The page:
Asset contagion risk
The rapid growth of stablecoin issuance could, in time, have implications for the functioning of short-term credit markets. Certain stablecoins are today’s economic equivalent of money-market funds, and in some cases their practices could lead to lower values, creating significant damage in the broader crypto market. There are potential asset contagion risks linked to the liquidation of stablecoin reserve holdings. These risks are primarily associated with collateralised stablecoins, varying based on the size, liquidity and riskiness of their asset holdings, as well as the transparency and governance of the operator.
Fewer risks are posed by coins that are fully backed by safe, highly liquid assets.
One of the most known and most widely traded stablecoin is Tether. Each Tether token is pegged 1-to-1 to the dollar. But the true value of those tokens depends on the market value of its reserves. Tether has disclosed that as of 31 March it held only 26.2% of its reserves in cash, fiduciary deposits, reverse repo notes and government securities, with a further 49.6% in commercial paper (CP).
Also further collateral consequences, particularly because the recent rise in crypto prices, has been fuelled in significant part by debt. It is questionable whether stablecoins could liquidate sufficient investments quickly to satisfy the demand if needed. The consequences of such an inability to meet a sudden wave of withdrawals could be significant in the larger crypto ecosystem.
Lack of accountability
The drawback of fiat-collateralized stablecoins is that they are not transparent or auditable by everyone. They are operated just like non-bank financial intermediaries that provide services similar to traditional commercial banks, but outside normal banking regulation. They therefor may escape accountability. In the case of fiat-backed stablecoins traders need to blindly trust the exchange or operator to trade in these currencies or try to find and examine out its financial disclosers by themselves to ensure that the stablecoins are fully backed by fiat, even if they do not release audit results.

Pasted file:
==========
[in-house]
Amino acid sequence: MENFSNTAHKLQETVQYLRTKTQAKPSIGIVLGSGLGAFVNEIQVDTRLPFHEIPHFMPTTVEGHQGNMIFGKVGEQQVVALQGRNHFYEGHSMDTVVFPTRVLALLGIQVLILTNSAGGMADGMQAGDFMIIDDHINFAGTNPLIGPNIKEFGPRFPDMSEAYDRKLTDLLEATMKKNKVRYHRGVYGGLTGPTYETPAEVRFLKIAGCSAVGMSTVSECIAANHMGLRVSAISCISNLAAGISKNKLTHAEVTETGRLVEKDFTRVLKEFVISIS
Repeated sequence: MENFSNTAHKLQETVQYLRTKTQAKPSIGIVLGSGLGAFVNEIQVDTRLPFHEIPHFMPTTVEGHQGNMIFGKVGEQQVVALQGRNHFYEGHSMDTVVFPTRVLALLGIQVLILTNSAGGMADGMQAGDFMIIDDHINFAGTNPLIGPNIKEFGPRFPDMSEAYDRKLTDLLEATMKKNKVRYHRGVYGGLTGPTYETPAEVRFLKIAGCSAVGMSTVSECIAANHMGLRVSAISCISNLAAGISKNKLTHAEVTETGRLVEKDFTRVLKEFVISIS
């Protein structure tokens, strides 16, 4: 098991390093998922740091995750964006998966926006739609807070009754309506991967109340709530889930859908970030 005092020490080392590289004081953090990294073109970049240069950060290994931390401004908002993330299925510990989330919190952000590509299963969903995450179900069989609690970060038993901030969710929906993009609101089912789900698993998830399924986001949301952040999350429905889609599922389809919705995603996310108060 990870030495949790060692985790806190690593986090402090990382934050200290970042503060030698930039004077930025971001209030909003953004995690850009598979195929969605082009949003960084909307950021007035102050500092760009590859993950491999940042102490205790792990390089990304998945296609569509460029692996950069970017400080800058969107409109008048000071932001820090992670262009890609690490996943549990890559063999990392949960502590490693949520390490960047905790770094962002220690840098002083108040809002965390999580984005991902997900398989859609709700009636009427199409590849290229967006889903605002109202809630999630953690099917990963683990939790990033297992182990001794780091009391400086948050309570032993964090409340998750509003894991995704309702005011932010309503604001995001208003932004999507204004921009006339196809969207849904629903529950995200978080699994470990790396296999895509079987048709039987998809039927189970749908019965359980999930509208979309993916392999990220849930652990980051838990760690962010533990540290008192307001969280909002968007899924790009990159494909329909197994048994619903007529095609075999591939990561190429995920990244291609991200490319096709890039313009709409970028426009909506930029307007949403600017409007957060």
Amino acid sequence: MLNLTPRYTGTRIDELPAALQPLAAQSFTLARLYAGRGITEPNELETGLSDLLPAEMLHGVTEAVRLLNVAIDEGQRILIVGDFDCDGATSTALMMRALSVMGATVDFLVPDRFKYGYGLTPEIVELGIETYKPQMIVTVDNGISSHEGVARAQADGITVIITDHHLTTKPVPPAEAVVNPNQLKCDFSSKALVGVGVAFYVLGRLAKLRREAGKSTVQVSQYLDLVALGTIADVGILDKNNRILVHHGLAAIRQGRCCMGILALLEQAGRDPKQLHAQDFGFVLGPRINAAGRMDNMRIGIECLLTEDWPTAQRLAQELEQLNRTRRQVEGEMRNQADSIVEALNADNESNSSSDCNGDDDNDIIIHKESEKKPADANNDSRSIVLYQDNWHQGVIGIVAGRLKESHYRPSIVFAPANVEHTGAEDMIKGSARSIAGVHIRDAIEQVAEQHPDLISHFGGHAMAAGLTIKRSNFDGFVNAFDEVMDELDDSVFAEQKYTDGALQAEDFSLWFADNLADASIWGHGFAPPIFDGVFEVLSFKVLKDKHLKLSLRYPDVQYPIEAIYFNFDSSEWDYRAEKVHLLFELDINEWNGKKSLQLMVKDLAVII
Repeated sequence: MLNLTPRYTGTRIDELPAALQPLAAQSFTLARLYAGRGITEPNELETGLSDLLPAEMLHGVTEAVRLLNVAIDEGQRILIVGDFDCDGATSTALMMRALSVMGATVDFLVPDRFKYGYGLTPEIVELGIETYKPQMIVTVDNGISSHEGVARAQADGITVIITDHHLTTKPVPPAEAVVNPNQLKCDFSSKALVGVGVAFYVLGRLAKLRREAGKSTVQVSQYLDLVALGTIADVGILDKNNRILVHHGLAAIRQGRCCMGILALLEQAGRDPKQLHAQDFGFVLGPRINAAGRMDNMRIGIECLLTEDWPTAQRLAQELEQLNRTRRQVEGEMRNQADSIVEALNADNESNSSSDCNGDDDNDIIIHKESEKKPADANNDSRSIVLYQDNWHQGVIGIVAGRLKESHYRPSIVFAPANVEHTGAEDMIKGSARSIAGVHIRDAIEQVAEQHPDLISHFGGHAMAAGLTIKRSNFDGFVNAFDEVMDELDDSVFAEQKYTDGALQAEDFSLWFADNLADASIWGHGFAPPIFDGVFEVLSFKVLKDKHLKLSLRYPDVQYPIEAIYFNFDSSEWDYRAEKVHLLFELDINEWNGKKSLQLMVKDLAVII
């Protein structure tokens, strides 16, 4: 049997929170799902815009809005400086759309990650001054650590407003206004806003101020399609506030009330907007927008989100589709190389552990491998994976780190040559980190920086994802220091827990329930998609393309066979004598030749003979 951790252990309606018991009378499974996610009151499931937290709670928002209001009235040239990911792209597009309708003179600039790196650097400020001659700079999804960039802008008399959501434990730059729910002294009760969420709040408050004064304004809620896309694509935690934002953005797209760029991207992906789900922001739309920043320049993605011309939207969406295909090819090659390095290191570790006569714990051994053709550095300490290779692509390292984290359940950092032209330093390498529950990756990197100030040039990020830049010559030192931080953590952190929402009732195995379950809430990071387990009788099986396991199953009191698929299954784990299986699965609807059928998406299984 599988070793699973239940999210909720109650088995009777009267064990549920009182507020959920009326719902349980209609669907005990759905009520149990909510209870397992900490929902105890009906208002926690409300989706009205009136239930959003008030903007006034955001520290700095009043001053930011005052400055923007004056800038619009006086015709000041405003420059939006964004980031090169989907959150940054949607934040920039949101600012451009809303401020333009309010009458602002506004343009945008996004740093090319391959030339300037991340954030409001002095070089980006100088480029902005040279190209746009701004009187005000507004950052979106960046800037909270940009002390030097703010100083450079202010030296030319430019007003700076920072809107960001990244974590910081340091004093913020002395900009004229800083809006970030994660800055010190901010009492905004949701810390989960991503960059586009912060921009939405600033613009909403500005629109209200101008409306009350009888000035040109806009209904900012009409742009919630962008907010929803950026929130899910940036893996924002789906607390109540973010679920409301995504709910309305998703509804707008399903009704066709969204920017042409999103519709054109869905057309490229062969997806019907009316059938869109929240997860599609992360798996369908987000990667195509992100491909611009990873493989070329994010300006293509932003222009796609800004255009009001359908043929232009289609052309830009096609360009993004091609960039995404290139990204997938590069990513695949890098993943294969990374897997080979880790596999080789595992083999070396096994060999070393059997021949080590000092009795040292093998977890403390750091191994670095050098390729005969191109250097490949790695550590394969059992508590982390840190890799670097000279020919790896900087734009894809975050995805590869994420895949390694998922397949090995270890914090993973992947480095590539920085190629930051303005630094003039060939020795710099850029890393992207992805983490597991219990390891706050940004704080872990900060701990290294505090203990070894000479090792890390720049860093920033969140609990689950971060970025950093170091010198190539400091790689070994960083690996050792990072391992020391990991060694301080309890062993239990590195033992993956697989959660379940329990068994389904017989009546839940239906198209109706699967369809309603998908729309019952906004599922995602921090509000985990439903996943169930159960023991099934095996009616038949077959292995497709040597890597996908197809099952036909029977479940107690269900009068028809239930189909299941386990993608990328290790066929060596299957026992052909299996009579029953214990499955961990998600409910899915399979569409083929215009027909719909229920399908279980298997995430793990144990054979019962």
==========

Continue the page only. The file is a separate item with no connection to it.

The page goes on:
Financial stability and systemic risk
Stablecoins may also generate risks to financial stability. Some of these fiat currency-pegged tokens are not backed by actual fiat currencies, but by a combination of riskier assets. This puts not only stablecoin holders at risk but could potentially threaten financial stability in general, if a run on a stablecoin causes the asset and other cryptocurrency prices to collapse. And there is the systemic risk issue. A widely adopted stablecoin with a potential reach and use across multiple jurisdictions (so-called “global stablecoin” or GSC) like Facebook’s Libra, now called Diem, could become systemically important in and across one or many jurisdictions, including as a means of making payments.
Why is regulation needed?
These issues underline there is a large regulation gap concerning stablecoins that contributes to weak investor protection and fraudulent activities. There is no legal framework for regulating stable coins, so no requirements on how reserves must be invested, nor any requirements for audits or reporting. This lack of regulatory clarity also creates confusion when new products related to stablecoins are brought to market.
The activities associated with “global stablecoins” and the risks they may pose can span across banking, payments and securities/investment regulatory regimes both within jurisdictions and across borders. Especially if stable coins would become a significant part of the payments and finance universe there is urging need for a regulatory framework. Ensuring the appropriate regulatory approach within jurisdictions across sectors and borders will be important.